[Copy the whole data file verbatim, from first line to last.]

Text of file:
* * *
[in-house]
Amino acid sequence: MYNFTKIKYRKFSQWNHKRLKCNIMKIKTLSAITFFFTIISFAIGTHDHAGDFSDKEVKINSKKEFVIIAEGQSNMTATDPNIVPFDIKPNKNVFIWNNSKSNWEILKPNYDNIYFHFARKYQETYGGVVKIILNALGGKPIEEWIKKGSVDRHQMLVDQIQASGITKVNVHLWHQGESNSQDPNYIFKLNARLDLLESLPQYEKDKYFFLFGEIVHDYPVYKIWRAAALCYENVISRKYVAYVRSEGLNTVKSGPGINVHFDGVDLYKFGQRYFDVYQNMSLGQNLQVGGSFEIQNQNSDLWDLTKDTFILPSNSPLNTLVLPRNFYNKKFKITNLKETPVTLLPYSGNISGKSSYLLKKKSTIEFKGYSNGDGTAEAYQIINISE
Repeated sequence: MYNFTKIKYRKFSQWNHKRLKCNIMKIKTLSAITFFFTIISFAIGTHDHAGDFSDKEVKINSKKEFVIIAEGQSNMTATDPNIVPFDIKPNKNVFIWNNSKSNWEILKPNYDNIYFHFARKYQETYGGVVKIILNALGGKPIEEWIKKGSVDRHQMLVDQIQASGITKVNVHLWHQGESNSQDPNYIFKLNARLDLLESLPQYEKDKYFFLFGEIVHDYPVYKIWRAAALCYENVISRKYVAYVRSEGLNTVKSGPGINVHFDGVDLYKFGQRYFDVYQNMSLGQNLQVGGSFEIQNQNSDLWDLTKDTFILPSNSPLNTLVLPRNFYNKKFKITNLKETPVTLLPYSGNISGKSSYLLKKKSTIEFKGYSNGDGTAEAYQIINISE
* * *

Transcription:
[in-house]
Amino acid sequence: MYNFTKIKYRKFSQWNHKRLKCNIMKIKTLSAITFFFTIISFAIGTHDHAGDFSDKEVKINSKKEFVIIAEGQSNMTATDPNIVPFDIKPNKNVFIWNNSKSNWEILKPNYDNIYFHFARKYQETYGGVVKIILNALGGKPIEEWIKKGSVDRHQMLVDQIQASGITKVNVHLWHQGESNSQDPNYIFKLNARLDLLESLPQYEKDKYFFLFGEIVHDYPVYKIWRAAALCYENVISRKYVAYVRSEGLNTVKSGPGINVHFDGVDLYKFGQRYFDVYQNMSLGQNLQVGGSFEIQNQNSDLWDLTKDTFILPSNSPLNTLVLPRNFYNKKFKITNLKETPVTLLPYSGNISGKSSYLLKKKSTIEFKGYSNGDGTAEAYQIINISE
Repeated sequence: MYNFTKIKYRKFSQWNHKRLKCNIMKIKTLSAITFFFTIISFAIGTHDHAGDFSDKEVKINSKKEFVIIAEGQSNMTATDPNIVPFDIKPNKNVFIWNNSKSNWEILKPNYDNIYFHFARKYQETYGGVVKIILNALGGKPIEEWIKKGSVDRHQMLVDQIQASGITKVNVHLWHQGESNSQDPNYIFKLNARLDLLESLPQYEKDKYFFLFGEIVHDYPVYKIWRAAALCYENVISRKYVAYVRSEGLNTVKSGPGINVHFDGVDLYKFGQRYFDVYQNMSLGQNLQVGGSFEIQNQNSDLWDLTKDTFILPSNSPLNTLVLPRNFYNKKFKITNLKETPVTLLPYSGNISGKSSYLLKKKSTIEFKGYSNGDGTAEAYQIINISE